3). Marketing Agencies
Marketing agencies are a great source of work, especially when you’re starting out and trying to build a portfolio.
Reach out to local marketing agencies with a letter of introduction (LOI). You can learn how to make an LOI in this post.
Introduce yourself and share some of your copy experience (even if it’s minor). If you’re writing in a particular industry search for agencies in that niche too.
A lot of agencies charge by the hour, so you can usually get a pretty good rate, even for small projects. Confused about what you’d charge hourly? Check out this post on setting your rates.
You can also find a list of marketing agencies in this post.
4). Web Design Agencies
While you’re doing your agency outreach, don’t forget to look at web design and related agencies too. After all, if someone is getting a new website created, they probably need some copy on it.
You can provide it.
As usual, start local. Contact agencies and see if they work with copywriters directly on jobs or if they have a sable of copywriters to recommend to clients. You might be able to get on that list.
5). Cold pitches
A lot of people hate sending these, but cold pitches are a way of life for freelancers.
If you haven’t decided on a niche yet, you can cast a wider net. But make sure you keep a list of everywhere you pitch.
If you do have a niche, be selective about who you pitch. You don’t want to throw everything at the wall and see what sticks. What you want to make a list of ideal customers and stick with brands inside that zone (i.e. you only want to work with B2B SaaS budgeting tools). Then send the pitch for your copywriting services.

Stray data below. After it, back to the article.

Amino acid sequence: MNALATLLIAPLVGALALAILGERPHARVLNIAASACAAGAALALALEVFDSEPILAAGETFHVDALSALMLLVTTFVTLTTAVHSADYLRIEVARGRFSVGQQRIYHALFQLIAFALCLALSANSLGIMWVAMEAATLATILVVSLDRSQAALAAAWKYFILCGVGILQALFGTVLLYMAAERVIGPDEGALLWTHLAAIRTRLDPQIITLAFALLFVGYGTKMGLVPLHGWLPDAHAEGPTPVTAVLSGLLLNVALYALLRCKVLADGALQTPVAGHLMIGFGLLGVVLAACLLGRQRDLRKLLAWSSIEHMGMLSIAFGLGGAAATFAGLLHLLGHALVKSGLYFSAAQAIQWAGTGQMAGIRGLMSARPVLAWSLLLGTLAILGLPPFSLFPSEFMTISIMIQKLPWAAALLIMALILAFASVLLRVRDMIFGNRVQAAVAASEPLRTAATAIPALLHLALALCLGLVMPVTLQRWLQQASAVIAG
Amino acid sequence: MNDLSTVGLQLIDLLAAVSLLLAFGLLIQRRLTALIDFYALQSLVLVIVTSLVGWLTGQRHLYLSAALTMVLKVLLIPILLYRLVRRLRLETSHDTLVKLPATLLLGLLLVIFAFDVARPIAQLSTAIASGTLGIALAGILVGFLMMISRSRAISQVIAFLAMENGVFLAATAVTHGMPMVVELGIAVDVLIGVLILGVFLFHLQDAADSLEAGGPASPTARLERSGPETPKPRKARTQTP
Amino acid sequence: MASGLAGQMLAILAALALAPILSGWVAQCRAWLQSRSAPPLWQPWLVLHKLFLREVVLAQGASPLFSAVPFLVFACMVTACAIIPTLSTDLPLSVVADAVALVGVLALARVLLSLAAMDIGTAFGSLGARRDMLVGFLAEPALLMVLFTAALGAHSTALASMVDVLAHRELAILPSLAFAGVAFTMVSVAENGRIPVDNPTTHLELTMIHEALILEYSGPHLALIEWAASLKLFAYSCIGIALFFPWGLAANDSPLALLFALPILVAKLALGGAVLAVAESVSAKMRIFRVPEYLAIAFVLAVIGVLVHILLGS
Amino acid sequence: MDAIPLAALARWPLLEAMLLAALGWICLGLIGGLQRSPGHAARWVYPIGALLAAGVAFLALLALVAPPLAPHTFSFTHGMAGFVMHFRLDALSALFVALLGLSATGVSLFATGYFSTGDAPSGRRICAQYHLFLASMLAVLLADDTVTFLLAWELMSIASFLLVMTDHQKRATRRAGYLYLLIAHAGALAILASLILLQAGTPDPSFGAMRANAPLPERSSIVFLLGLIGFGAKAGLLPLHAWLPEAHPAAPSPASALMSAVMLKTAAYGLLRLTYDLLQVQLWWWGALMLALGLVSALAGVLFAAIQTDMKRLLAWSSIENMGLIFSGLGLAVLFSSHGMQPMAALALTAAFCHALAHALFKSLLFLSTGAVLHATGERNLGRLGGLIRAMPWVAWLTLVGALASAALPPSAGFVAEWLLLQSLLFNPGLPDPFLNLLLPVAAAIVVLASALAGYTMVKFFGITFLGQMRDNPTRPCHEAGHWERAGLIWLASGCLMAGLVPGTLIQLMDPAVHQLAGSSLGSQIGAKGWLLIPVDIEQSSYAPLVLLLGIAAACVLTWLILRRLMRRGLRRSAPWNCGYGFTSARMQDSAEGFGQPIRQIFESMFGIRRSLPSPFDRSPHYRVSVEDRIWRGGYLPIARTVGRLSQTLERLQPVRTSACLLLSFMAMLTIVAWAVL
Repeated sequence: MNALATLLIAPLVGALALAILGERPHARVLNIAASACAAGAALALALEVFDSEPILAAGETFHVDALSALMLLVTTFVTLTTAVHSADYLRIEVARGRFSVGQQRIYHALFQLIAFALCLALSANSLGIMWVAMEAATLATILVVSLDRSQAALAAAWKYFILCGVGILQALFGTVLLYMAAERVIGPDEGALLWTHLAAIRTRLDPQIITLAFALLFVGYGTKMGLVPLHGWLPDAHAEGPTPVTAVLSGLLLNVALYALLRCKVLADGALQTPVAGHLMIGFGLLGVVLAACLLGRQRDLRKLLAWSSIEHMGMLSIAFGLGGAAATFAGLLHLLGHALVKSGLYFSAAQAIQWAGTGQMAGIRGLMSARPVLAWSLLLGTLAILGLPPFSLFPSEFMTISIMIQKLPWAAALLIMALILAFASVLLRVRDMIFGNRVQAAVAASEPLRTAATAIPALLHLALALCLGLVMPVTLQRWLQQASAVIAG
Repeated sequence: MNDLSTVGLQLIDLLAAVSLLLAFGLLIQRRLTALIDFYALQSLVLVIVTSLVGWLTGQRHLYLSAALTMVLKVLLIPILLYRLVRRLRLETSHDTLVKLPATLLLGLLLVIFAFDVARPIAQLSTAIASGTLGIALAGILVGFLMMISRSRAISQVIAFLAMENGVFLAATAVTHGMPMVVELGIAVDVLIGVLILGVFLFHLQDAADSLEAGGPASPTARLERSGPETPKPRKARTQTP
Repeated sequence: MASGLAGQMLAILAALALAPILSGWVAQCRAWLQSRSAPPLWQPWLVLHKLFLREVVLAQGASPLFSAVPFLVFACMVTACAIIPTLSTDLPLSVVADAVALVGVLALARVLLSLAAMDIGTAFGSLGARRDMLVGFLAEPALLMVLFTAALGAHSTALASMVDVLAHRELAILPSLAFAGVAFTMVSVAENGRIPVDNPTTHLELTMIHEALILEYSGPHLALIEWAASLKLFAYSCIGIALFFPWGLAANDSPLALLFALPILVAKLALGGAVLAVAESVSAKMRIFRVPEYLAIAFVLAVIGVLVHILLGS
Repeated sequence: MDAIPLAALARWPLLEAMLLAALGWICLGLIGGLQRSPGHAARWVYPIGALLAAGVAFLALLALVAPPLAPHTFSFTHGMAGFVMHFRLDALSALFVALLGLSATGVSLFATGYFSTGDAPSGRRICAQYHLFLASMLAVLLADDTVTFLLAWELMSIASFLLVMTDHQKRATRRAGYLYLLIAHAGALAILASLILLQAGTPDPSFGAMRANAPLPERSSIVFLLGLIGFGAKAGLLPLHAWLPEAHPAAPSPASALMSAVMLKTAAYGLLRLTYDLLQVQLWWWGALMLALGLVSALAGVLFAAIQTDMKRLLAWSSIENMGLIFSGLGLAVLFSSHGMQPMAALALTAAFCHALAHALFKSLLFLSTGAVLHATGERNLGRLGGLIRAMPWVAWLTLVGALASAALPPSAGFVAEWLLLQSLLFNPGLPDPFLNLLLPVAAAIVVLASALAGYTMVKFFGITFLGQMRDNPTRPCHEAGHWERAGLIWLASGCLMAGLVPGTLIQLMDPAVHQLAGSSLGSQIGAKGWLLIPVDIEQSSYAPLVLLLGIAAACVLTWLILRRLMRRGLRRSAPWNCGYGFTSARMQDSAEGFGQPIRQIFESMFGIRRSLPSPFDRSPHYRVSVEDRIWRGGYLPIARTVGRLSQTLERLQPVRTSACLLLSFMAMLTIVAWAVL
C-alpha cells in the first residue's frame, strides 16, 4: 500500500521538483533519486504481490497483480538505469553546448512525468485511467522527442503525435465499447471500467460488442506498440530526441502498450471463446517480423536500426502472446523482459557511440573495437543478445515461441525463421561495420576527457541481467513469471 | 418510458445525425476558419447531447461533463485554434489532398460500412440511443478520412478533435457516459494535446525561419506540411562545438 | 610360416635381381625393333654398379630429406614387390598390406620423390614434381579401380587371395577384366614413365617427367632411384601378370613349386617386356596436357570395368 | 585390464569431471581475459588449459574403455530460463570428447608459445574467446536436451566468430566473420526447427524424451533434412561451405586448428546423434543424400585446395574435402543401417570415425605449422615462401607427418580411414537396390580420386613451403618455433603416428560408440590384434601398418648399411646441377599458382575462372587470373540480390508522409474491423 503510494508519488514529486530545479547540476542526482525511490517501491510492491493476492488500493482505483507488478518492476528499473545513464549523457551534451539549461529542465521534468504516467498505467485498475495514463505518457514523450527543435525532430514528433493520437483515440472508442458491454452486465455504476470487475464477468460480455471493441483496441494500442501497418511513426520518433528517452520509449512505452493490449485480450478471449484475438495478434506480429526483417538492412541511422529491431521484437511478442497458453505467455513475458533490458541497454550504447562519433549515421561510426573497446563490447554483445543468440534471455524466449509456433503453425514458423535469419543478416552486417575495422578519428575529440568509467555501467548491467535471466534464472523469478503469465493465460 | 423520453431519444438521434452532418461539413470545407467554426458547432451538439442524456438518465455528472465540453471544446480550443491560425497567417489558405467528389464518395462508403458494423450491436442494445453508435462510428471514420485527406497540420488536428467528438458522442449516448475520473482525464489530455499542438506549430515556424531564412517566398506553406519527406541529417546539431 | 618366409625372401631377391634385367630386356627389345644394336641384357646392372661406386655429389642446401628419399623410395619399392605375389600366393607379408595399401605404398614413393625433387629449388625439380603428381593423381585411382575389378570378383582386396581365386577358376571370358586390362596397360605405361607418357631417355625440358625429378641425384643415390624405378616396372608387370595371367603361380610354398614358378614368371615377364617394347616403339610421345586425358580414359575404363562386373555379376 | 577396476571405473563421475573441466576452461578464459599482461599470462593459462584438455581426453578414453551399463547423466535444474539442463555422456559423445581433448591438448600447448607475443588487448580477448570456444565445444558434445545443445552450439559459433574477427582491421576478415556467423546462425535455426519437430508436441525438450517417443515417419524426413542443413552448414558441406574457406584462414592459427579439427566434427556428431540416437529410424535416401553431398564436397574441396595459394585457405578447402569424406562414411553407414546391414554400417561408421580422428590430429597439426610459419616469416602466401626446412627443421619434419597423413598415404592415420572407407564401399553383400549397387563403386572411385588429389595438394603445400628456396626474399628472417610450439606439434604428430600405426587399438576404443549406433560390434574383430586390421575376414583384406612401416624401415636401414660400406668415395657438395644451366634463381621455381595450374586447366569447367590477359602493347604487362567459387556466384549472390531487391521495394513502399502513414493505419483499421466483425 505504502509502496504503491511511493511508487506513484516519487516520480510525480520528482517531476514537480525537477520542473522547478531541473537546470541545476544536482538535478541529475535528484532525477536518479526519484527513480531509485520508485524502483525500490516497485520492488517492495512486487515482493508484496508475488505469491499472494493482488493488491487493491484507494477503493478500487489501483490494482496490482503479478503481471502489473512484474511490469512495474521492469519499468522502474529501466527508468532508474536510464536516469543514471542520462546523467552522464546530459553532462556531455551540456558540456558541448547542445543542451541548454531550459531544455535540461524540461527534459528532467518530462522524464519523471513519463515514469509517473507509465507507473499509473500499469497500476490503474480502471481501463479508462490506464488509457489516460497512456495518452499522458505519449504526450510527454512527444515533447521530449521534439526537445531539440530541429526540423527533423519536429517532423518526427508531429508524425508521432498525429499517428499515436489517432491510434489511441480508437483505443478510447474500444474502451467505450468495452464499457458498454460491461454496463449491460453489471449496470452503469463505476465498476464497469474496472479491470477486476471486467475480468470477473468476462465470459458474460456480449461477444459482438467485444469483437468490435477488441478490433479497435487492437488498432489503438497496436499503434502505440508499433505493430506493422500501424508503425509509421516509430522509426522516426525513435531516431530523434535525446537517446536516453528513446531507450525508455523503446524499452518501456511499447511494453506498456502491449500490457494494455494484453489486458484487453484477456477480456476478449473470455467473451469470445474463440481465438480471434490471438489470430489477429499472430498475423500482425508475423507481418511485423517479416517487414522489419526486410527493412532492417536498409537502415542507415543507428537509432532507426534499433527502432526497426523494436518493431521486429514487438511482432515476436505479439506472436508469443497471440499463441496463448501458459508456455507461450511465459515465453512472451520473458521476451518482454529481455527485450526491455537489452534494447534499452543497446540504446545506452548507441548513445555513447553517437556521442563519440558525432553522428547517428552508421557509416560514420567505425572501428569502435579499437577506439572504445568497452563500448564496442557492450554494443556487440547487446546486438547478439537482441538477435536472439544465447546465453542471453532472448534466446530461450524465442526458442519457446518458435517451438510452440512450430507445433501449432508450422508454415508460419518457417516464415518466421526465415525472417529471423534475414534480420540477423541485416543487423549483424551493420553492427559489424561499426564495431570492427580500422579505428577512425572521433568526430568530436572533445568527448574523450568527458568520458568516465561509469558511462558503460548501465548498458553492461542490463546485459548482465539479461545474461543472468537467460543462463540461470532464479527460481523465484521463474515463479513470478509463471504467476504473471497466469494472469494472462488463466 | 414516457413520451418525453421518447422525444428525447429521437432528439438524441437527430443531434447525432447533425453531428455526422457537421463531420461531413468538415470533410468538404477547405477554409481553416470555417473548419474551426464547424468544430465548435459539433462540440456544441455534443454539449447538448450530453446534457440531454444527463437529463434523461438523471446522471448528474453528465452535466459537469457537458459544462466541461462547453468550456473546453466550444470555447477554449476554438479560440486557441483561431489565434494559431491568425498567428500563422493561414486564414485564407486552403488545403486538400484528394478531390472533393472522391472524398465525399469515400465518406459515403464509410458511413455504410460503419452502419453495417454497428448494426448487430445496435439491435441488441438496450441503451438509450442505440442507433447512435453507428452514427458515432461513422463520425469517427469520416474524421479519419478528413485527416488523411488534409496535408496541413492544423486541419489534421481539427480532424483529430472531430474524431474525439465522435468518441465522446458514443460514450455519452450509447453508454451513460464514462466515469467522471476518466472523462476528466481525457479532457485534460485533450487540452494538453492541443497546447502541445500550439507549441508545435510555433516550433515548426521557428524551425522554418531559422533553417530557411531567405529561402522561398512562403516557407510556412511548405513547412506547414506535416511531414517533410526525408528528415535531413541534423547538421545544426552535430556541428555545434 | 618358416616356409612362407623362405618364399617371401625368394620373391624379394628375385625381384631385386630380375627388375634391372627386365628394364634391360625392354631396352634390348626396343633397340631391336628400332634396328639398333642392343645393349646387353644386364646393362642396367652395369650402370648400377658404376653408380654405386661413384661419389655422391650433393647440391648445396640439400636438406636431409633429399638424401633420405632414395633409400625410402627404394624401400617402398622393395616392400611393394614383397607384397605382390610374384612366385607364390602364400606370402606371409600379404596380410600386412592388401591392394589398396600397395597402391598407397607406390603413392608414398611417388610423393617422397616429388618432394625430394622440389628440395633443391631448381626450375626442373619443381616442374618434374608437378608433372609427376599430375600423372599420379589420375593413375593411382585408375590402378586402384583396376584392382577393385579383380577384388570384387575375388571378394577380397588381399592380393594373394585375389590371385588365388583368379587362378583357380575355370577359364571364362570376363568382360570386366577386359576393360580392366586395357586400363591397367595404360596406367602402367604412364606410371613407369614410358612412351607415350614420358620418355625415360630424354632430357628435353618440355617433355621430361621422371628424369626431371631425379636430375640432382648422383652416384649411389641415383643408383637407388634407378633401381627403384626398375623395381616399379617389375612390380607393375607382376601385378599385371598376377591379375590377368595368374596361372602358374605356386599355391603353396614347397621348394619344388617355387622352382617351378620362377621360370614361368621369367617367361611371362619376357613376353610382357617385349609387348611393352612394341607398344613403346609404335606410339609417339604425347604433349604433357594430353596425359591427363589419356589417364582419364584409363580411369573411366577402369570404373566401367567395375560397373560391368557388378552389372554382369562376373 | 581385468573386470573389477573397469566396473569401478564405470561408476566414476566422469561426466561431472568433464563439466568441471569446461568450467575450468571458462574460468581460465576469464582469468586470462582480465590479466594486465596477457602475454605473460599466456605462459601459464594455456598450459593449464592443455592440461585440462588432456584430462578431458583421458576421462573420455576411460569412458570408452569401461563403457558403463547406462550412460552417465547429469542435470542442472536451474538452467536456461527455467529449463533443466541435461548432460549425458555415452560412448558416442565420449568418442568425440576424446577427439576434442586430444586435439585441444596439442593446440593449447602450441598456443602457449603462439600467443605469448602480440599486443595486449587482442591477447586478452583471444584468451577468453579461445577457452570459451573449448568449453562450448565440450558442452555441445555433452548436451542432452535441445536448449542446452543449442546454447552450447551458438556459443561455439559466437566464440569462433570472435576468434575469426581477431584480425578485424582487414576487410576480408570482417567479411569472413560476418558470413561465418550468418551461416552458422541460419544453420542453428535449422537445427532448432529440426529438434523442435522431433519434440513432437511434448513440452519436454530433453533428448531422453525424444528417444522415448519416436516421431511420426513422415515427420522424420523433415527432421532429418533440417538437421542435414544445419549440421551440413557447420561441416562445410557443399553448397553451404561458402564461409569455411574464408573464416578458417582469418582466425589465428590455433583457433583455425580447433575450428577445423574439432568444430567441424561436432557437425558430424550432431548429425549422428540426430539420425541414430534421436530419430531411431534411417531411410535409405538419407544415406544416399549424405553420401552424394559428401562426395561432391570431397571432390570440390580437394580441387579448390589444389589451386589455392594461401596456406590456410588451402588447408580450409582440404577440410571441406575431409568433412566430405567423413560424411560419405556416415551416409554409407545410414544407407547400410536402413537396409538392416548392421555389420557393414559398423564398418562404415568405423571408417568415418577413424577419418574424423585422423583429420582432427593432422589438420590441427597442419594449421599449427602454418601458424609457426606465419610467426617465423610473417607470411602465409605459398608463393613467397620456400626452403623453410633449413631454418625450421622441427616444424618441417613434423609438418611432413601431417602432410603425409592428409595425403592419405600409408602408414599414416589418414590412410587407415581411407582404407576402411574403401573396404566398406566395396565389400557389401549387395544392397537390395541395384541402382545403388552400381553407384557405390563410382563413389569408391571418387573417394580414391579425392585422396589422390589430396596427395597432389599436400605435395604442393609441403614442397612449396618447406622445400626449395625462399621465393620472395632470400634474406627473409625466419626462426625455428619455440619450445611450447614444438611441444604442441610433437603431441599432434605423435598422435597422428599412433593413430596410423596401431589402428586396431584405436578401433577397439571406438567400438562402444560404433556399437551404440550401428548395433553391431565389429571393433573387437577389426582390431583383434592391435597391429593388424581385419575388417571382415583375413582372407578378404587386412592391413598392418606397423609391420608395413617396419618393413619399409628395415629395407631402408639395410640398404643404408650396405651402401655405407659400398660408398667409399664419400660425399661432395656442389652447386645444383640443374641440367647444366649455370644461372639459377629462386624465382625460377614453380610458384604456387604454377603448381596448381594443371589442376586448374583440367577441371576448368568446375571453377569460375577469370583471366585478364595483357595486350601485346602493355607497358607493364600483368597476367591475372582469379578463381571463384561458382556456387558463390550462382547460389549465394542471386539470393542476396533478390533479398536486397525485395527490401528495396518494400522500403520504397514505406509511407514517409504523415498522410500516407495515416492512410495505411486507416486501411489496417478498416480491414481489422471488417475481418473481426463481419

Keep that list around, because it’s going to come in handy in a lot of these next strategies.
6). Social media
Social media is a great tool for finding potential copy clients. You can do a lot more than announce that you’re looking for copy work, you can find tons of connections.
Here’s how to do it:
- Follow and respond to a bunch of brands and editors and try to get on their radar.
- You can also follow key hiring keywords so you’re ready to jump on them.
- Check if you have any mutual connections who might be able to make an introduction for you.
- Follow other copywriters too, especially stand out ones and others in your niche.
One good approach to Twitter, especially, is to create a list that’s all of the potential copy clients you can find on there. Then you can scroll and see what everyone is chatting about and jump in.
7). Guest Post
Making that list for cold pitching comes in handy here too.
Take your list of potential clients and follow all of them (plus editors or other freelancers who work there) on social media. See what content they share, especially if they mention guest posts or featured posts from writers.
Then try to get guest posts on those sites to catch their attention then go and pitch those sites with great guest posts that show off your understanding of things like sales, persuasion, and conversion. That will get them interested.
Here’s a post you can check out on how to pitch a guest post.
8). Create Your Own Content
The great thing about being a freelance writer is you can just write up good stuff that you can use to show off your skills whenever you want. The same goes for your copy chops.
You can write out sample sales pages or email autoresponder series to show your skills. Or take to your blog (or guest post) and create awesome well-researched and keyword-optimized blog posts. These can cover general copy topics, but it’s even better to come up with stuff that covers your niche or gets specific on the type of work you want to do.